They're having dinner at Deb's, talking and laughing and being a family, when Justin turns to Emmett and smiles. Twenty minutes later, the two of them are pushing out the door, Emmett feeling all happy and proud to help Justin in his quest to become a famous artist.

Brian watches as the power of the smile works on everyone, from Lindsay to Michael to Ben. It works on Ted, who treats passing Justin the sugar as if he's just been summoned to service the queen. It even works on Daphne, who's known Justin long enough to know that the smile is just a clever trick he uses to make people do his bidding.

It's pathetic, watching every single one of them fall over themselves just because Justin happens to smile in their direction.

Brian refuses to be swayed by the smile.

And if he happens to get up at three in the morning to get Justin a glass of water it's only because he was going into the kitchen anyway.



I never thought you were the letter writing type. (If I Wrote You, Dar Williams)


He gets the letter in the mail on an otherwise normal Wednesday. It's seventy degrees outside, the sun is shining, and he's pretty sure that hell hasn't frozen over. But, sure enough, there is a letter addressed to Justin Taylor from Brian Kinneyin his hands. He places it on the desk, gives it one last look, and leaves it sitting there.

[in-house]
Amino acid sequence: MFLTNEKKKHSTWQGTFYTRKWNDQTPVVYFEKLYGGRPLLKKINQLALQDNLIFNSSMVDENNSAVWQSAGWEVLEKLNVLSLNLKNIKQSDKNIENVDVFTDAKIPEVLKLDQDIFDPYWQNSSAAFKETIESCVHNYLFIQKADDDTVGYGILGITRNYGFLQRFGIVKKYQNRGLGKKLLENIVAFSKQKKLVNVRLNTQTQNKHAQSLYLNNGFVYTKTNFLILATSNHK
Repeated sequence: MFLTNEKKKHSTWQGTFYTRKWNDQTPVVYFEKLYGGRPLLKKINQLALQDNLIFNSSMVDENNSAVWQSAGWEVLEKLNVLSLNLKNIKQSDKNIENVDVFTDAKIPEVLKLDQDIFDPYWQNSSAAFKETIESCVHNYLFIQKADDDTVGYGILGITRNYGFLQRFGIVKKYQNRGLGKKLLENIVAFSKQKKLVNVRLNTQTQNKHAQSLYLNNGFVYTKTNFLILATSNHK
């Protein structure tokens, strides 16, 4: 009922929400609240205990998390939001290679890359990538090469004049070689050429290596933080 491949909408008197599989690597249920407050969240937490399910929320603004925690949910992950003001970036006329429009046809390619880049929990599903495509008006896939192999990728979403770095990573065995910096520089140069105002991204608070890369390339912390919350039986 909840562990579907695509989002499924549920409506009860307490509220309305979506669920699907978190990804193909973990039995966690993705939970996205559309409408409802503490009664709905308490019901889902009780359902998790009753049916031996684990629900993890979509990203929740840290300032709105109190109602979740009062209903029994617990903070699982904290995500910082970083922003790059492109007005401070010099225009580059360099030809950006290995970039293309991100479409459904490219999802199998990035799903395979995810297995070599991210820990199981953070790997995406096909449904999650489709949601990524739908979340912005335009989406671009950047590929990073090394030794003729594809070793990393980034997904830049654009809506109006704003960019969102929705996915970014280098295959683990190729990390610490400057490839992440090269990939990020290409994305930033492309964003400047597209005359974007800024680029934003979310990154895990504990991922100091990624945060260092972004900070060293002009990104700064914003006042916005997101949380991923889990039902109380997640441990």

The damn thing freaks him out so much it takes him two days to muster up the courage to actually look at it again, another day and a half to open it. When he does, he reads the words written with a smile, puts the letter in his top desk drawer when he's done.

Then he grabs a sheet of paper and starts some letter writing of his own.



It's always been up to you/ It's turning around/ It's up to me ("Tomorrow" Avril Lavigne)


He’s always been given the choice to stay or go. He’s taken it a time or two, needing the out in order to make himself whole.

It’s always his choice, always, and he’s sick of being the one sitting in the dark deciding whether or not staying is worth all the hurting, if going will make him any happier.

So when Brian opens his mouth to give him his standard speech about how it’s all up to him, there are no locks on their doors, he’s always free to go, he holds up a hand, stops him mid-sentence.

Because he’s tired, so very tired or going through the same shit, hearing the same words, over and over and over.

This time, it's Brian's turn to choose.



yeah everybody cares about you, whether or not you want them to (elliott smith, everybody cares everybody understands)